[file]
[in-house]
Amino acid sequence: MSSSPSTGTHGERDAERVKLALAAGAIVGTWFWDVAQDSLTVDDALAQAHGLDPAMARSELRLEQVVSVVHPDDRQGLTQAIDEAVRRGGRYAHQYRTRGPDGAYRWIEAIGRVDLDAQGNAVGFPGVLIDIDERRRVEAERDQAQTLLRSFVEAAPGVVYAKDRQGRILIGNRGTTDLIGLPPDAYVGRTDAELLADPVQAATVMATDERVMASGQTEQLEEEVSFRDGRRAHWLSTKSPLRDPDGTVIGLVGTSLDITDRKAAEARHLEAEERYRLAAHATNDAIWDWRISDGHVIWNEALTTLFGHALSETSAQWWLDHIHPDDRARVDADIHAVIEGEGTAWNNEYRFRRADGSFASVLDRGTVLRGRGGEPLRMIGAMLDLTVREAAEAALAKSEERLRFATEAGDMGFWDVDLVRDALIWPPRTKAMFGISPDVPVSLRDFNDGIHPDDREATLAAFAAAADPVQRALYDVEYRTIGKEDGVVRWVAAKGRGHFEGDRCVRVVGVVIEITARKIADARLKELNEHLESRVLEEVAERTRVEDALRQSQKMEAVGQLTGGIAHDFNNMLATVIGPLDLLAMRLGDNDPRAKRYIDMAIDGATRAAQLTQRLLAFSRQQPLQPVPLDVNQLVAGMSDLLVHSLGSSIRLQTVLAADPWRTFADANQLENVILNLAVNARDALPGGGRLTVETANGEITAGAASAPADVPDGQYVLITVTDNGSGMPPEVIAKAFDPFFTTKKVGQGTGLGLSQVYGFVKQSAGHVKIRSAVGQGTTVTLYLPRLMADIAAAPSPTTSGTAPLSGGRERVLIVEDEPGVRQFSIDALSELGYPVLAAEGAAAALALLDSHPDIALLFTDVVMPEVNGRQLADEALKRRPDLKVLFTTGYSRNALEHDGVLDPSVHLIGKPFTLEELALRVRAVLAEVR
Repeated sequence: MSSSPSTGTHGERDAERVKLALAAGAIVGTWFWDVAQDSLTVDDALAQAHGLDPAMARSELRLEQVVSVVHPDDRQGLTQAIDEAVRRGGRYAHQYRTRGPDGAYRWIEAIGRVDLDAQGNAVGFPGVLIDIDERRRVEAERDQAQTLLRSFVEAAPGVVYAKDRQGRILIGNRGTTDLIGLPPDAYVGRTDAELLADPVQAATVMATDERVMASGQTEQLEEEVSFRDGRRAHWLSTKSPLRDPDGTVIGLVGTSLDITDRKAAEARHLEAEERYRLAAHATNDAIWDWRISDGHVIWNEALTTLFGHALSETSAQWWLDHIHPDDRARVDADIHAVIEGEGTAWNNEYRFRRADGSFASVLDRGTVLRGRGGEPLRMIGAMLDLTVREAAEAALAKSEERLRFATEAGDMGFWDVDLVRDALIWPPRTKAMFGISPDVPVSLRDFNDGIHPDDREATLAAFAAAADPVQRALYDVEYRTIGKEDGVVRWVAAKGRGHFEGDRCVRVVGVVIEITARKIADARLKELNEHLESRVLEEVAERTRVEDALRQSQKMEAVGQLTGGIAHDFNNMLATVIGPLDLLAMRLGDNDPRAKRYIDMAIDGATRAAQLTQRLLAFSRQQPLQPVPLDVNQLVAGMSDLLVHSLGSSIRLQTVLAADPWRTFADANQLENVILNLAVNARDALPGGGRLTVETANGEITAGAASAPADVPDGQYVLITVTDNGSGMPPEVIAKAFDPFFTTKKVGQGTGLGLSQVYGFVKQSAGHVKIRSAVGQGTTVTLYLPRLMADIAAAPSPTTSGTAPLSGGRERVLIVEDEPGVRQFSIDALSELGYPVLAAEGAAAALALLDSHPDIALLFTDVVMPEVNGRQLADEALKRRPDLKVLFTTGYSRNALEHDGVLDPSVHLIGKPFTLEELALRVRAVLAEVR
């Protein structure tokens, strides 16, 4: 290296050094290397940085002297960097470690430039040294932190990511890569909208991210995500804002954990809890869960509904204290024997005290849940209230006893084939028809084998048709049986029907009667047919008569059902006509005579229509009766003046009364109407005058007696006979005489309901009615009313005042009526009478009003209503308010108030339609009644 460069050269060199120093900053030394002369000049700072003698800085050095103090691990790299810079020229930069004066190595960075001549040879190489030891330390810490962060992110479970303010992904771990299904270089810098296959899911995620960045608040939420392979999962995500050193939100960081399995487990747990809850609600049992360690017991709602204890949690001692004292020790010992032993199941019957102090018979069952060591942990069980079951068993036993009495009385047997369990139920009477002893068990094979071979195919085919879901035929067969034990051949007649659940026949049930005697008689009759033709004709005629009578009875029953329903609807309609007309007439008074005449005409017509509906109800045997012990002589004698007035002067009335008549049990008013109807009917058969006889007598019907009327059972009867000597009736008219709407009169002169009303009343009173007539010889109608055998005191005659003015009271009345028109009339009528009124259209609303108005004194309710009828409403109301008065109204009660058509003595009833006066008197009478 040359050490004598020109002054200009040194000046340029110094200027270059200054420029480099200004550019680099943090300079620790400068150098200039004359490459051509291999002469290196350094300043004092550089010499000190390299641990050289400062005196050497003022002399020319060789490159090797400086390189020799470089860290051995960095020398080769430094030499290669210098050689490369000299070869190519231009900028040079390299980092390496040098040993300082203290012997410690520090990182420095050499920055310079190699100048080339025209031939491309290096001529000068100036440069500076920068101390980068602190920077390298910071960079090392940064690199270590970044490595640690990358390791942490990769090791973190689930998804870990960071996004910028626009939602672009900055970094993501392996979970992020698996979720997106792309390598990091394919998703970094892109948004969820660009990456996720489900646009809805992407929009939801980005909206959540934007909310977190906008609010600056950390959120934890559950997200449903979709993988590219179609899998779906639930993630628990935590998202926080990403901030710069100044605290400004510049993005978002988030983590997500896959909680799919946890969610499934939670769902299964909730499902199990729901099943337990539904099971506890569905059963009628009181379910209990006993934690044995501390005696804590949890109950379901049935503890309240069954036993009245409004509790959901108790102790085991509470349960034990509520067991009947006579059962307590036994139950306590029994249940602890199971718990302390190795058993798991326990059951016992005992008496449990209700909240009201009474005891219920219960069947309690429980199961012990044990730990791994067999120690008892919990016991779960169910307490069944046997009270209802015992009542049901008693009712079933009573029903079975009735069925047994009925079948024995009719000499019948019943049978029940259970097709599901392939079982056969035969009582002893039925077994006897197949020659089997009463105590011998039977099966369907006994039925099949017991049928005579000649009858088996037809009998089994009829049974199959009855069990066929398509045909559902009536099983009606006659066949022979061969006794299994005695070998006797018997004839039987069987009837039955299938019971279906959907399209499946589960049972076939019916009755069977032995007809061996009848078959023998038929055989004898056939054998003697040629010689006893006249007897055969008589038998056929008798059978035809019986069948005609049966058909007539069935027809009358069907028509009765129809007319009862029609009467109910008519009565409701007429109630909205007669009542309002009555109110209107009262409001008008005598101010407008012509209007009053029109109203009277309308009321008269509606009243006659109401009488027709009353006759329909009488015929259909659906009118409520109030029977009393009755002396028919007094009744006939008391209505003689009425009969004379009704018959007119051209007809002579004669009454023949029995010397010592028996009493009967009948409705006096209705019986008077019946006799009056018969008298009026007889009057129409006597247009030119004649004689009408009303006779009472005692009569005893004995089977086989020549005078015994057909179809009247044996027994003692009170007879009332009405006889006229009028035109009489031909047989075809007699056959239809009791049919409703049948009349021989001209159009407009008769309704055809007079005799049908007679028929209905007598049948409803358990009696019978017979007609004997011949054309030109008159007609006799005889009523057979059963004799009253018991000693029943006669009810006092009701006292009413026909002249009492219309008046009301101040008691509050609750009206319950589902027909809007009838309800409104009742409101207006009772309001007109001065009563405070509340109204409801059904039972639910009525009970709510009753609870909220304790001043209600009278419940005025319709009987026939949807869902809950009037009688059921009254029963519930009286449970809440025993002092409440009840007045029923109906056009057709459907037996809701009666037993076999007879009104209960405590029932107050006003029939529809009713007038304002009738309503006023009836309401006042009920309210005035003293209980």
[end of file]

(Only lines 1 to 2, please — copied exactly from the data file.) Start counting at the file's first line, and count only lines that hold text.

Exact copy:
[in-house]
Amino acid sequence: MSSSPSTGTHGERDAERVKLALAAGAIVGTWFWDVAQDSLTVDDALAQAHGLDPAMARSELRLEQVVSVVHPDDRQGLTQAIDEAVRRGGRYAHQYRTRGPDGAYRWIEAIGRVDLDAQGNAVGFPGVLIDIDERRRVEAERDQAQTLLRSFVEAAPGVVYAKDRQGRILIGNRGTTDLIGLPPDAYVGRTDAELLADPVQAATVMATDERVMASGQTEQLEEEVSFRDGRRAHWLSTKSPLRDPDGTVIGLVGTSLDITDRKAAEARHLEAEERYRLAAHATNDAIWDWRISDGHVIWNEALTTLFGHALSETSAQWWLDHIHPDDRARVDADIHAVIEGEGTAWNNEYRFRRADGSFASVLDRGTVLRGRGGEPLRMIGAMLDLTVREAAEAALAKSEERLRFATEAGDMGFWDVDLVRDALIWPPRTKAMFGISPDVPVSLRDFNDGIHPDDREATLAAFAAAADPVQRALYDVEYRTIGKEDGVVRWVAAKGRGHFEGDRCVRVVGVVIEITARKIADARLKELNEHLESRVLEEVAERTRVEDALRQSQKMEAVGQLTGGIAHDFNNMLATVIGPLDLLAMRLGDNDPRAKRYIDMAIDGATRAAQLTQRLLAFSRQQPLQPVPLDVNQLVAGMSDLLVHSLGSSIRLQTVLAADPWRTFADANQLENVILNLAVNARDALPGGGRLTVETANGEITAGAASAPADVPDGQYVLITVTDNGSGMPPEVIAKAFDPFFTTKKVGQGTGLGLSQVYGFVKQSAGHVKIRSAVGQGTTVTLYLPRLMADIAAAPSPTTSGTAPLSGGRERVLIVEDEPGVRQFSIDALSELGYPVLAAEGAAAALALLDSHPDIALLFTDVVMPEVNGRQLADEALKRRPDLKVLFTTGYSRNALEHDGVLDPSVHLIGKPFTLEELALRVRAVLAEVR